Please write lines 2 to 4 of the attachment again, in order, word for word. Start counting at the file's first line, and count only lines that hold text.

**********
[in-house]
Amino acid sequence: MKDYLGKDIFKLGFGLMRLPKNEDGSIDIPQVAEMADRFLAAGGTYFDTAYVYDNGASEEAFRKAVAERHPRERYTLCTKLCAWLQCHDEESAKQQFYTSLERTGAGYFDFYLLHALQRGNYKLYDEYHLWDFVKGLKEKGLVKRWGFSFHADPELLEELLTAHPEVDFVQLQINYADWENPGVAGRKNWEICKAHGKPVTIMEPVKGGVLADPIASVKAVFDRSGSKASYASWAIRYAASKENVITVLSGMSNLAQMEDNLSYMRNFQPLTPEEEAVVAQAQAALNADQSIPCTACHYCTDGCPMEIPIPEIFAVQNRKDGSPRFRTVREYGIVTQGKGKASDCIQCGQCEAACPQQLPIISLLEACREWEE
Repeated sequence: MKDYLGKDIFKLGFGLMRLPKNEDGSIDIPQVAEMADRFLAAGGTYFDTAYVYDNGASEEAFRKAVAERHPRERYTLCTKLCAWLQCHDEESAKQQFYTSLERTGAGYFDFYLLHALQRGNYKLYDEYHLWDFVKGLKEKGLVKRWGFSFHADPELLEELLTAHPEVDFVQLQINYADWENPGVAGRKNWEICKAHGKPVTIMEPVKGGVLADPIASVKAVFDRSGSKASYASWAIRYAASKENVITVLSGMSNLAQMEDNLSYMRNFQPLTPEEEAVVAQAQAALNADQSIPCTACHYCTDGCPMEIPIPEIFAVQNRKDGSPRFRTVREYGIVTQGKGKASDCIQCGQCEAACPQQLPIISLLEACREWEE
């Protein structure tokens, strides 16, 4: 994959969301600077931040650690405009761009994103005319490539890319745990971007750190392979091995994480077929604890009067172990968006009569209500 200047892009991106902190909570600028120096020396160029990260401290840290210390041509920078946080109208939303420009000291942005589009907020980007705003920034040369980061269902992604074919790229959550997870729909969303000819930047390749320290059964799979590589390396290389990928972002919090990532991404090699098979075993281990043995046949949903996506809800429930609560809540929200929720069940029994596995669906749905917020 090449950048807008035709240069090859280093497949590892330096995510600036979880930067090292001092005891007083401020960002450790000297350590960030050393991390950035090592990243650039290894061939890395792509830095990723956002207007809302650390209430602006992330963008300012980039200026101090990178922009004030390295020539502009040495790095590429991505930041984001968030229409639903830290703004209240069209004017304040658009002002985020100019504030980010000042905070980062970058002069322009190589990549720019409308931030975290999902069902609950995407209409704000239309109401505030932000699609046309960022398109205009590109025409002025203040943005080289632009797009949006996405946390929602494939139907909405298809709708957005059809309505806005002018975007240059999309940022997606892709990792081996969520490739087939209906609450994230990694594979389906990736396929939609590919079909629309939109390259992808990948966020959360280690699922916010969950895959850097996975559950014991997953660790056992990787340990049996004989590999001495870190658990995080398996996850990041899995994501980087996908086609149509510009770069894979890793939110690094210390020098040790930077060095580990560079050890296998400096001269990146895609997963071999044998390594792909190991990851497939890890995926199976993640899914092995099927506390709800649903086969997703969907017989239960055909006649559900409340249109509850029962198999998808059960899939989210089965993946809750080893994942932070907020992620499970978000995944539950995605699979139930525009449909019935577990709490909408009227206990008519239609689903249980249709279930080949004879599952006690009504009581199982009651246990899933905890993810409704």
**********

Amino acid sequence: MKDYLGKDIFKLGFGLMRLPKNEDGSIDIPQVAEMADRFLAAGGTYFDTAYVYDNGASEEAFRKAVAERHPRERYTLCTKLCAWLQCHDEESAKQQFYTSLERTGAGYFDFYLLHALQRGNYKLYDEYHLWDFVKGLKEKGLVKRWGFSFHADPELLEELLTAHPEVDFVQLQINYADWENPGVAGRKNWEICKAHGKPVTIMEPVKGGVLADPIASVKAVFDRSGSKASYASWAIRYAASKENVITVLSGMSNLAQMEDNLSYMRNFQPLTPEEEAVVAQAQAALNADQSIPCTACHYCTDGCPMEIPIPEIFAVQNRKDGSPRFRTVREYGIVTQGKGKASDCIQCGQCEAACPQQLPIISLLEACREWEE
Repeated sequence: MKDYLGKDIFKLGFGLMRLPKNEDGSIDIPQVAEMADRFLAAGGTYFDTAYVYDNGASEEAFRKAVAERHPRERYTLCTKLCAWLQCHDEESAKQQFYTSLERTGAGYFDFYLLHALQRGNYKLYDEYHLWDFVKGLKEKGLVKRWGFSFHADPELLEELLTAHPEVDFVQLQINYADWENPGVAGRKNWEICKAHGKPVTIMEPVKGGVLADPIASVKAVFDRSGSKASYASWAIRYAASKENVITVLSGMSNLAQMEDNLSYMRNFQPLTPEEEAVVAQAQAALNADQSIPCTACHYCTDGCPMEIPIPEIFAVQNRKDGSPRFRTVREYGIVTQGKGKASDCIQCGQCEAACPQQLPIISLLEACREWEE
């Protein structure tokens, strides 16, 4: 994959969301600077931040650690405009761009994103005319490539890319745990971007750190392979091995994480077929604890009067172990968006009569209500 200047892009991106902190909570600028120096020396160029990260401290840290210390041509920078946080109208939303420009000291942005589009907020980007705003920034040369980061269902992604074919790229959550997870729909969303000819930047390749320290059964799979590589390396290389990928972002919090990532991404090699098979075993281990043995046949949903996506809800429930609560809540929200929720069940029994596995669906749905917020 090449950048807008035709240069090859280093497949590892330096995510600036979880930067090292001092005891007083401020960002450790000297350590960030050393991390950035090592990243650039290894061939890395792509830095990723956002207007809302650390209430602006992330963008300012980039200026101090990178922009004030390295020539502009040495790095590429991505930041984001968030229409639903830290703004209240069209004017304040658009002002985020100019504030980010000042905070980062970058002069322009190589990549720019409308931030975290999902069902609950995407209409704000239309109401505030932000699609046309960022398109205009590109025409002025203040943005080289632009797009949006996405946390929602494939139907909405298809709708957005059809309505806005002018975007240059999309940022997606892709990792081996969520490739087939209906609450994230990694594979389906990736396929939609590919079909629309939109390259992808990948966020959360280690699922916010969950895959850097996975559950014991997953660790056992990787340990049996004989590999001495870190658990995080398996996850990041899995994501980087996908086609149509510009770069894979890793939110690094210390020098040790930077060095580990560079050890296998400096001269990146895609997963071999044998390594792909190991990851497939890890995926199976993640899914092995099927506390709800649903086969997703969907017989239960055909006649559900409340249109509850029962198999998808059960899939989210089965993946809750080893994942932070907020992620499970978000995944539950995605699979139930525009449909019935577990709490909408009227206990008519239609689903249980249709279930080949004879599952006690009504009581199982009651246990899933905890993810409704």